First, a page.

• Mark Ryan Chariker, 13 AM, 2020, oil on canvas, 54 x 48".
    picks February 10, 2020

    Mark Ryan Chariker

    Many artists claim connection to the painterly canon, but Mark Ryan Chariker applies rare authenticity—and invention—to this assertion in “Limbo,” his current exhibition here, which includes seven oils on canvas and fifteen small drawings on paper. The latter works, made with ink, oil, and watercolor, depict a variety of scenes, such as rustic peasant gatherings, grave robbers toiling at their macabre industry, and journeymen performing acts of heroism. These monochromatic images, done in an array of cornflower blues, delicate sepias, and misty grays, range in tone from whimsical to melancholic,

  • Sophia Narrett, Wishes (detail), 2019, embroidery thread, fabric, 73 × 39". From “Do You Love Me?”

    “Do You Love Me?”

    Elliott Jerome Brown Jr., Kyle Dunn, Martine Gutierrez, Gerald Lovell, Reba Maybury, and Sophia Narrett were the six artists featured in “Do You Love Me?,” a group show that took on a number of subjects, such as intimacy, sexual politics, and the body as a site of wonder and horror—ideas that, thankfully, moved beyond the exhibition’s cheeky title.

    Gutierrez explored the transmutability of gender and reality as it pertains to self-presentation. Two groups of seven small-scale, black-and-white photographs, Girl Friends (Rosella & Palama), 2014, and Girl Friends (Anita & Marie), 2014, portrayed

  • Rasmus Myrup, His Sperm, Angiosperm (Maple), 2019, soft pastel and conté crayon on paper, custom frame, 41 × 29”. From the series “His Sperm, Angiosperm,” 2018–19.

    Rasmus Myrup

    In Rasmus Myrup’s exhibition “Re-member me,” denuded saplings were installed at the center of the gallery, while others were arranged and fastened to the walls by short lengths of metal. Each tree was adorned with brittle, pressed leaves from a different perennial—beech, maple, rowan—attached to its limbs with adhesive, or dangling from copper wire, as if they were decorations for a mildly festive holiday. One hybrid featured both green and brown leaves, confounding seasonal logic; another bore square-cut bracts. The skeletal copse and its sparse foliage were not dense enough to transform the

  • Erin Stafford, Lovesick, 2018–19, glass pearl beads on panel, 32 1/2 x 39 1/4".
    picks May 06, 2019

    Erin Stafford

    By sifting through the wreckage of a vexing breakup, Erin Stafford has created elegiac curios, vignettes, and sculptures that serve as heirlooms and evoke the dread of erasure. With their perishable items, personal mementos, and baroque motifs, the fourteen works in “Lovesick” make up a Havisham-esque mausoleum and attest to the emancipation that mellowed acceptance can bring.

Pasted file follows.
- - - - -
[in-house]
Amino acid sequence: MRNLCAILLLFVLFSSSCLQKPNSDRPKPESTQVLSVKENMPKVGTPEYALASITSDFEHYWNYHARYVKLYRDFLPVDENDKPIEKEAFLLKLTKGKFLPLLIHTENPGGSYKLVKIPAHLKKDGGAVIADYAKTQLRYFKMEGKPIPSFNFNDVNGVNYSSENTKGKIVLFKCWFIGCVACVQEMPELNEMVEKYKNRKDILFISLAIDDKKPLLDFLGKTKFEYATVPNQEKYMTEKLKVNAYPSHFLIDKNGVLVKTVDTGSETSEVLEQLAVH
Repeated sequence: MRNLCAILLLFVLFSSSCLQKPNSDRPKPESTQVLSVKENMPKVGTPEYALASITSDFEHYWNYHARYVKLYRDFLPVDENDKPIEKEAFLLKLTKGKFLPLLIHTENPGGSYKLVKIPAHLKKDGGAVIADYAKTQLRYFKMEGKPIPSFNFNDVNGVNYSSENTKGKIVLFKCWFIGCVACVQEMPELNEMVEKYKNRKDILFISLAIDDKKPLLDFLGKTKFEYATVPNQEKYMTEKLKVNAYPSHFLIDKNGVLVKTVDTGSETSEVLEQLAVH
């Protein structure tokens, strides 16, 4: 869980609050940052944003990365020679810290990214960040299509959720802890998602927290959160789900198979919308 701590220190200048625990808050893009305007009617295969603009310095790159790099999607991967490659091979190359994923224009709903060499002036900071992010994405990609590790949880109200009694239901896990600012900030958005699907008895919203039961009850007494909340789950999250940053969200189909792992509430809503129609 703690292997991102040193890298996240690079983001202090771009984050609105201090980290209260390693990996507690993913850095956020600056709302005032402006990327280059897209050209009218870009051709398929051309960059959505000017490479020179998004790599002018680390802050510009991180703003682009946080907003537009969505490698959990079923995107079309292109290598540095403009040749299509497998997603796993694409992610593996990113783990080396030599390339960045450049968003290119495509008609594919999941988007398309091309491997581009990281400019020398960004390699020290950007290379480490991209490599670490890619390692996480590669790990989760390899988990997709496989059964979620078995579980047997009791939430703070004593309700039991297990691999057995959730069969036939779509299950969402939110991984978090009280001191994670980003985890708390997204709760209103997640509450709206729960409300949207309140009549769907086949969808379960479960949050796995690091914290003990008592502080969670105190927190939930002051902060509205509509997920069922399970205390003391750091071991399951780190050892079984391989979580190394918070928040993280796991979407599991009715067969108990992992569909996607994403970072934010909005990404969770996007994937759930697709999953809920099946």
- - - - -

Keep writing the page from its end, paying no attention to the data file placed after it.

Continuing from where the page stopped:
In A Lover’s Picnic Followed by Post-Coital Tristesse, 2019, a richly patterned crimson rug holds silver platters glutted with figs, pomegranates, honey, and pears; an absent couple is evoked through two velvet cushions,

  • John Ronald Reuel Tolkien, The Fire-Writing, 1953, ink and pencil on paper, 10 × 8".

    “Tolkien: Maker of Middle-earth”

    John Ronald Reuel Tolkien (1892–1973) was born in Bloemfontein, South Africa, to British parents, and from the age of three was raised in Middle England, moving between the industrial city of Birmingham and the surrounding environs of rural Warwickshire. His lifelong interest in Germanic lore and languages—Finnish, Gothic, Old English, Old Norse—was the genesis of his mythological cosmos, Middle-earth, and the staggeringly complex millennia of histories, races (of gods, elves, dwarves, and men), dialects, and crusades that he created. From an encyclopedic “legendarium” of Elvish civilization

  • Rachel Ostrow, Hope, 2018, oil on panel, 42 × 36".

    Rachel Ostrow

    Rachel Ostrow’s oil-on-panel paintings—which feature kaleidoscopic abstract forms nearly engulfed by pitch-black grounds—evoke two of the most mysterious, enthralling regions of human fascination: outer space and the oceanic abyss. Imagination compensates for what we don’t know about these places, and Ostrow utilizes this magical territory to initiate dynamic relationships between gelatinous marine shapes, cosmic nebulae, concertinaed ridges, and the yawning expanses they inhabit. Wonder and terror, magnetism and apprehension: These forces were key to the mesmerizing visual impact of the nineteen